Monday, January 11, 2010

Are We so Gullible to Fall for an Delightfully Obvious Gimmick in Padgett Powell's New Novel?

How did this happen? Could it be that in my memory, I have never been witness to a Padgett Powell book that sold this well in hardcover? Are we really up to seven copies sold of The Interrogative Mood?

Is it the striking cover? Could it be the a novel told in all questions would resonate with readers? Is it, as the anonymous Kirkus reviewer labeled it, a one-trick pony? Does that make the book appealing to Paul Simon?

Have we not even been paying attention? Could we sell more? Do I want to read this now? Are four copies enough to display it? What would Jason say if I just put them in the to-be-ordered field?

Can you think of other books like this? Would you consider A Void, the novel by George Perec, that doesn't have the letter "e", to fit the bill? What about Mark Dunn's Ella Minnow Pea (not "pee" as previously written), which progressively loses letters of the alphabet as they are stolen from a small island? Could the recently-read Rabih Alameddine's novel I the Divine fall into this category, since it is completely composed of first chapters?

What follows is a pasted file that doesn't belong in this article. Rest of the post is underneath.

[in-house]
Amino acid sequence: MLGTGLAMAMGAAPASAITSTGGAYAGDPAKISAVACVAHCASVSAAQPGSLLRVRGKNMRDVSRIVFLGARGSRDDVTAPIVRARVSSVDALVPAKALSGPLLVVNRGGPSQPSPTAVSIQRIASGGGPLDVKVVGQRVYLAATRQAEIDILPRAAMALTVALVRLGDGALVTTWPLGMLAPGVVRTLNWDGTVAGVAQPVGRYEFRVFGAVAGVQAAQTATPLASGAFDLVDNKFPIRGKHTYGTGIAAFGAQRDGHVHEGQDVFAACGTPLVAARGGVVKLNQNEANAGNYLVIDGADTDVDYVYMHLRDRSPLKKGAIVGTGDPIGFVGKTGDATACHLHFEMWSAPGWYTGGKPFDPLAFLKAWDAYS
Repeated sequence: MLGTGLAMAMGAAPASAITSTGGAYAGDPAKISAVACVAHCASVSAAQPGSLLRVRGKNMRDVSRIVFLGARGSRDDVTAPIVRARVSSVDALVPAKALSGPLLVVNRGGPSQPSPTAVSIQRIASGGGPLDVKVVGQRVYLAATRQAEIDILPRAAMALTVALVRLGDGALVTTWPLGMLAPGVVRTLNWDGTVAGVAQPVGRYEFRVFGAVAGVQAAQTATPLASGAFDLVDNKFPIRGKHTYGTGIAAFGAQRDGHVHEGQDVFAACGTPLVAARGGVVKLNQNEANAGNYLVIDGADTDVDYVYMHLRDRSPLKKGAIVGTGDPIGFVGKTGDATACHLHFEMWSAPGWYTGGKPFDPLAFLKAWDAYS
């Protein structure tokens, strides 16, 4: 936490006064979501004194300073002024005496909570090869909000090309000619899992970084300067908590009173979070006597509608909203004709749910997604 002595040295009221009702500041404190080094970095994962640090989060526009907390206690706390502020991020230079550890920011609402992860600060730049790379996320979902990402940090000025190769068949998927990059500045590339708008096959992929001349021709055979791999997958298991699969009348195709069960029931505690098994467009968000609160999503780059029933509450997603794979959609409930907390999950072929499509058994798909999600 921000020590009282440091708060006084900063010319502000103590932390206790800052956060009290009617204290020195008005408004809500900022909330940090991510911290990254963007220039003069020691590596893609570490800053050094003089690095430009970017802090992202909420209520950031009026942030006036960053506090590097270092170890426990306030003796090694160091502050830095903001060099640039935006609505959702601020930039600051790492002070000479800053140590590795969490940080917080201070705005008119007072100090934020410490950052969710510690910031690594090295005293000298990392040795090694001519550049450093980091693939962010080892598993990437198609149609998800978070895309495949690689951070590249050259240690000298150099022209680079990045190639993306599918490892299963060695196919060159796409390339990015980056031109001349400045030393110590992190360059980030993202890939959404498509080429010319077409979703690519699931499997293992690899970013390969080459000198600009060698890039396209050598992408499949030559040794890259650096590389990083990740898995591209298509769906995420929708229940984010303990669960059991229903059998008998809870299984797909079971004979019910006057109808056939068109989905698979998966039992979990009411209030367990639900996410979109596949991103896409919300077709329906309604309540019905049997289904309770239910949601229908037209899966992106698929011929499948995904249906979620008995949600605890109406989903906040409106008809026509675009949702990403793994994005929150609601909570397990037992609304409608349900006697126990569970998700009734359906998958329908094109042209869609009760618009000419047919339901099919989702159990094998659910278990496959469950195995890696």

Can you think of more?


Scot Colford said...

Oh, sure. I always thought Julio Cortázar's Hopscotch was rather gimmicky.

And don't you remember that book that came in two editions, one for men and one for women? Dictonary of the... Whooziwhatsis. I forget the title. The only difference between the editions was one little passage. I thought it was a cheap way for men to pick up literate women.

But don't you go slamming Ella Minnow Pea! (Note the spelling. The title you typed might be entirely different.) Someone even tried to adapt a musical from that! Not successfully, though. I wonder why???

Daniel Goldin said...

Dictionary of the Khazars! I read it, and I read the sentence that was different, and I am still confused about how it changed the book.